The Senate Foreign Relations Committee, by a vote of 10-7, approved resolution authorizing a U.S. military response to chemical weapons use in Syria. The resolution goes the the full senate for debate and vote next week.
Republicans Bob Corker (TN), Jeff Flake (AZ) and John McCain (AZ) joined seven Democrats in approving the resolution.
Sen. Tom Udall (D-NM) and Chris Murphy (D-CT) joined Republicans including Marco Rubio (FL) and Rand Paul (KY) in voting against the resolution. Sen. Ed Markey (D-MA) voted present.
Sen. McCain had threatened not to vote for the resolution unless it contained stronger language about ousting Syrian President Bashir al-Assad.
“Without the provision for reversing the momentum on the battlefield the conditions are not created for the departure of Bashar al-Assad,” McCain told reporters as he emerged from a classified Senate briefing session. “There is no policy without that and no strategy.”
McCain insists he was promised that such regime change would be made part of US policy by President Obama when he met on Monday at the White House with fellow Republican Lindsey Graham.
“Senator Graham and myself were assured that three things would happen as a result as a result of the US reaction to Assad’s use of chemical weapons,” said McCain. “First, to degrade his capabilities to deliver those weapons. Second, to increase our support to the Free Syrian Army and resistance forces. And third, to change the battlefield momentum which presently is in favour of Bashar Assad and reverse it, which would then create conditions for a negotiated settlement and the departure of Bashar Assad.”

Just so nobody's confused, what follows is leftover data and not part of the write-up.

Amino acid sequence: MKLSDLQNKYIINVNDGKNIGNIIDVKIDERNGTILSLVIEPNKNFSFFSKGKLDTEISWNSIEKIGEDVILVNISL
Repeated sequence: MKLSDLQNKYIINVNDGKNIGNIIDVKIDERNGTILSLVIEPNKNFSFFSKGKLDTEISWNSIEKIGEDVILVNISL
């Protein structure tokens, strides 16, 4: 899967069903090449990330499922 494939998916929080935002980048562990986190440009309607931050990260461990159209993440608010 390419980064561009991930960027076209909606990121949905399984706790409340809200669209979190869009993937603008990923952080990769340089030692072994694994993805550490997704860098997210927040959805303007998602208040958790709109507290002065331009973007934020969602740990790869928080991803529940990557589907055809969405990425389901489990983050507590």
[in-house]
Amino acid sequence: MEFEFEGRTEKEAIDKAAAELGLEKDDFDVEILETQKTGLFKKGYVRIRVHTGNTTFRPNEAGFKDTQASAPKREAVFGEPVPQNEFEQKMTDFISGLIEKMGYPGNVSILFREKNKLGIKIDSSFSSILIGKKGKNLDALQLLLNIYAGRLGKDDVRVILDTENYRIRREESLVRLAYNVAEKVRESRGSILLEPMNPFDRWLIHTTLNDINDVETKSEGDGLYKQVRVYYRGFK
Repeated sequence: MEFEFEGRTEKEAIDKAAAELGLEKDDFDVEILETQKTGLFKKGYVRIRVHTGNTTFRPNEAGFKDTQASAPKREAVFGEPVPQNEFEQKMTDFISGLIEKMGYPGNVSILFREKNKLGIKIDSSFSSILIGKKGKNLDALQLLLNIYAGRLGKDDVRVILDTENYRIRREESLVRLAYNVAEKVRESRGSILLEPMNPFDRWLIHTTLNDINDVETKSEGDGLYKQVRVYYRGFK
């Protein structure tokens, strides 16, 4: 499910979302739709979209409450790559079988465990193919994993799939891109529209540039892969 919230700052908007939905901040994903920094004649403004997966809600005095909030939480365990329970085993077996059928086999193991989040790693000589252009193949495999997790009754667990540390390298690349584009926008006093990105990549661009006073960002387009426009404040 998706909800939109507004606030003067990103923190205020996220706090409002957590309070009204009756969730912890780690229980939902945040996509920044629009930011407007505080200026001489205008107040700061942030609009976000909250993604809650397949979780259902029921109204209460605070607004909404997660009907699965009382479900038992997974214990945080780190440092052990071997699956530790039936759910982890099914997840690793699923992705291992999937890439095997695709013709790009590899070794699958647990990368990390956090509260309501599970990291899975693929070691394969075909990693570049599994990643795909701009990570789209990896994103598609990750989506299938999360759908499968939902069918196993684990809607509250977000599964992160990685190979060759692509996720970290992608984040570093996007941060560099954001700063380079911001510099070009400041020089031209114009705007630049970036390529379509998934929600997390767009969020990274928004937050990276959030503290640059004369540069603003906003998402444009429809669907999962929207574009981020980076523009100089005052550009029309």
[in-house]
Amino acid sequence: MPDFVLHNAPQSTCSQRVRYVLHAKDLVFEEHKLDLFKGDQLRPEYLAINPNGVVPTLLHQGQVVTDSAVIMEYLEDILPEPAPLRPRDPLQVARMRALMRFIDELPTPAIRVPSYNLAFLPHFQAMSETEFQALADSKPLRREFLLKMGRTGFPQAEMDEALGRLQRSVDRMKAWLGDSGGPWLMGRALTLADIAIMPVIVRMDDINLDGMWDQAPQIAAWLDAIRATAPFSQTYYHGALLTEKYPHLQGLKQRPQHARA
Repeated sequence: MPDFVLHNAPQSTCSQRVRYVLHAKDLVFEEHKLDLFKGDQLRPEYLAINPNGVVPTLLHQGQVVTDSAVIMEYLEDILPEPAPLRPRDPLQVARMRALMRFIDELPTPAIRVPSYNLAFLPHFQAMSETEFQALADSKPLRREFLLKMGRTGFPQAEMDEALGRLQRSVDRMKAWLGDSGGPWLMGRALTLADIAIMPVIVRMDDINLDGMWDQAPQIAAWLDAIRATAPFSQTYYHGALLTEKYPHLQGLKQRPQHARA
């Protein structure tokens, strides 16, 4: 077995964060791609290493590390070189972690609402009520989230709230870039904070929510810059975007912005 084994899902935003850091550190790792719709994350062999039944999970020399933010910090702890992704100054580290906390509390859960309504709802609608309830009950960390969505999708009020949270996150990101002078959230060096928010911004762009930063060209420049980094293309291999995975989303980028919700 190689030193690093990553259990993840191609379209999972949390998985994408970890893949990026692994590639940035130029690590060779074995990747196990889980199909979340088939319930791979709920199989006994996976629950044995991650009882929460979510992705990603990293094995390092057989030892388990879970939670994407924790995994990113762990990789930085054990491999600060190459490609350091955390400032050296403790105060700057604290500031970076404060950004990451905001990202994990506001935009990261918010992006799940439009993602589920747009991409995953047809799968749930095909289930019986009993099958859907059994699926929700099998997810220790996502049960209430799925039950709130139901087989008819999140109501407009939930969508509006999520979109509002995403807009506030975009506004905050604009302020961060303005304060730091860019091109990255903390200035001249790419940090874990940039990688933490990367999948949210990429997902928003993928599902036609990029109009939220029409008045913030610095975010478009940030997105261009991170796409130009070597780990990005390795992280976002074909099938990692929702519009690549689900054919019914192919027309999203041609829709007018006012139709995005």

The resolution that was passed with two amendments proposed by Sen. McCain and sponsored by Sen. Chris Coons (D-DE)that contain controversial language making the goal of U.S. military intervention is to “change the moment on the battlefield in Syria.” Both amendments were passed with a voice vote.
The amendments point to degrading the Assad regime’s chemical weapons capability and the arming of Syrian opposition as means of reversing the situation on the ground in Syria, where the Assad regime is generally considered to be winning.
The language appears to address McCain’s concerns about the resolution that he voiced Wednesday morning when he said he would not support the resolution as it was then written. McCain has consistently said he supports further U.S. intervention in Syria to topple Assad.
The White House has repeatedly said that the military action was not aimed at regime change. The game now changes. While the resolution may pass in the Senate, it faces stiffer opposition in the House.
Firm Yea: 25
Lean Yea: 30
Lean Nay: 97
Firm Nay: 48